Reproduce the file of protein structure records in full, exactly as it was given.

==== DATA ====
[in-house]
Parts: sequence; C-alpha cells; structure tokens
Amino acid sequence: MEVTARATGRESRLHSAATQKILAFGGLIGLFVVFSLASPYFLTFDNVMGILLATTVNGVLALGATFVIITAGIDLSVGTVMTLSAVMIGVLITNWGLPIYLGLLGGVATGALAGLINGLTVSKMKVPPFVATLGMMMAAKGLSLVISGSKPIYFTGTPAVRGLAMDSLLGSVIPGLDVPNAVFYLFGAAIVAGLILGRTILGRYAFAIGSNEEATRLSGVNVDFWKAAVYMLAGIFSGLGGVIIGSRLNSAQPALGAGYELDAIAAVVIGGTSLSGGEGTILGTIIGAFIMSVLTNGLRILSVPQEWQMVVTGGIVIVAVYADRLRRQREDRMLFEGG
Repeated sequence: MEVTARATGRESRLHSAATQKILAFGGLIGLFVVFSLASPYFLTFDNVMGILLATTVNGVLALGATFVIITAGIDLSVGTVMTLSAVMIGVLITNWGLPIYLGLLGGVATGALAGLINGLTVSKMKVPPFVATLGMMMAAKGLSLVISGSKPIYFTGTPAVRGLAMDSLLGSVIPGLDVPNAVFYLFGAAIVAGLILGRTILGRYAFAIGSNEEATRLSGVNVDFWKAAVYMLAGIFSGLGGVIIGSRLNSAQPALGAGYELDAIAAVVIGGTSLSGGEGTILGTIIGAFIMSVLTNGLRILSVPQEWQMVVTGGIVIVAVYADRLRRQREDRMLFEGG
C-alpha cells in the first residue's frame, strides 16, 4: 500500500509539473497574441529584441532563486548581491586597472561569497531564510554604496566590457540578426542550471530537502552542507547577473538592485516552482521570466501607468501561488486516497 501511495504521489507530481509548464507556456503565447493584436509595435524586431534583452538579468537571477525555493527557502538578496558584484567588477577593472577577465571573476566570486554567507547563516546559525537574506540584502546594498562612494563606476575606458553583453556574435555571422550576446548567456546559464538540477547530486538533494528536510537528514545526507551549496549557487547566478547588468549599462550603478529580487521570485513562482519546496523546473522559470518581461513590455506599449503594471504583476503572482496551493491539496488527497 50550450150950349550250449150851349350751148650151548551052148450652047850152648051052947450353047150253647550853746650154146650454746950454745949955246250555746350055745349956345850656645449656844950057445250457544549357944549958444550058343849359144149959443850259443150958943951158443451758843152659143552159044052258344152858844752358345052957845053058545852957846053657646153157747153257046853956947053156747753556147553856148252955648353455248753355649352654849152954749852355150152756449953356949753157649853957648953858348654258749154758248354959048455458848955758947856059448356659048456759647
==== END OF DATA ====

[in-house]
Parts: sequence; C-alpha cells; structure tokens
Amino acid sequence: MEVTARATGRESRLHSAATQKILAFGGLIGLFVVFSLASPYFLTFDNVMGILLATTVNGVLALGATFVIITAGIDLSVGTVMTLSAVMIGVLITNWGLPIYLGLLGGVATGALAGLINGLTVSKMKVPPFVATLGMMMAAKGLSLVISGSKPIYFTGTPAVRGLAMDSLLGSVIPGLDVPNAVFYLFGAAIVAGLILGRTILGRYAFAIGSNEEATRLSGVNVDFWKAAVYMLAGIFSGLGGVIIGSRLNSAQPALGAGYELDAIAAVVIGGTSLSGGEGTILGTIIGAFIMSVLTNGLRILSVPQEWQMVVTGGIVIVAVYADRLRRQREDRMLFEGG
Repeated sequence: MEVTARATGRESRLHSAATQKILAFGGLIGLFVVFSLASPYFLTFDNVMGILLATTVNGVLALGATFVIITAGIDLSVGTVMTLSAVMIGVLITNWGLPIYLGLLGGVATGALAGLINGLTVSKMKVPPFVATLGMMMAAKGLSLVISGSKPIYFTGTPAVRGLAMDSLLGSVIPGLDVPNAVFYLFGAAIVAGLILGRTILGRYAFAIGSNEEATRLSGVNVDFWKAAVYMLAGIFSGLGGVIIGSRLNSAQPALGAGYELDAIAAVVIGGTSLSGGEGTILGTIIGAFIMSVLTNGLRILSVPQEWQMVVTGGIVIVAVYADRLRRQREDRMLFEGG
C-alpha cells in the first residue's frame, strides 16, 4: 500500500509539473497574441529584441532563486548581491586597472561569497531564510554604496566590457540578426542550471530537502552542507547577473538592485516552482521570466501607468501561488486516497 501511495504521489507530481509548464507556456503565447493584436509595435524586431534583452538579468537571477525555493527557502538578496558584484567588477577593472577577465571573476566570486554567507547563516546559525537574506540584502546594498562612494563606476575606458553583453556574435555571422550576446548567456546559464538540477547530486538533494528536510537528514545526507551549496549557487547566478547588468549599462550603478529580487521570485513562482519546496523546473522559470518581461513590455506599449503594471504583476503572482496551493491539496488527497 50550450150950349550250449150851349350751148650151548551052148450652047850152648051052947450353047150253647550853746650154146650454746950454745949955246250555746350055745349956345850656645449656844950057445250457544549357944549958444550058343849359144149959443850259443150958943951158443451758843152659143552159044052258344152858844752358345052957845053058545852957846053657646153157747153257046853956947053156747753556147553856148252955648353455248753355649352654849152954749852355150152756449953356949753157649853957648953858348654258749154758248354959048455458848955758947856059448356659048456759647